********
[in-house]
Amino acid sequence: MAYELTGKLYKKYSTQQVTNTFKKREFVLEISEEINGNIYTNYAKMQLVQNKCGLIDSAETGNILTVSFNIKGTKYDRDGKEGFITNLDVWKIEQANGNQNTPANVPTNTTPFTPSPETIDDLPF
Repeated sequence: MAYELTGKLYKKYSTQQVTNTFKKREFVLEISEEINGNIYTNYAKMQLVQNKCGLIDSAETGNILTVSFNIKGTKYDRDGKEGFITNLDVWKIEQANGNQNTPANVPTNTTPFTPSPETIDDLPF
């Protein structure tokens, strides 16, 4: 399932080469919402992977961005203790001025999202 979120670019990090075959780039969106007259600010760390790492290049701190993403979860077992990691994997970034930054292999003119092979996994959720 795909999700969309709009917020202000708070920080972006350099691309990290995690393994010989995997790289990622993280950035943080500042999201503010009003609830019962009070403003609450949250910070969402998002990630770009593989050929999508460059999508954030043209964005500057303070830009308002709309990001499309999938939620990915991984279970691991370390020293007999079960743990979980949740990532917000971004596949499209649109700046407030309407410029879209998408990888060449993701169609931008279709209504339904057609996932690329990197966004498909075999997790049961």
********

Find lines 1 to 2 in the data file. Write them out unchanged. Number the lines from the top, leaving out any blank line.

[in-house]
Amino acid sequence: MAYELTGKLYKKYSTQQVTNTFKKREFVLEISEEINGNIYTNYAKMQLVQNKCGLIDSAETGNILTVSFNIKGTKYDRDGKEGFITNLDVWKIEQANGNQNTPANVPTNTTPFTPSPETIDDLPF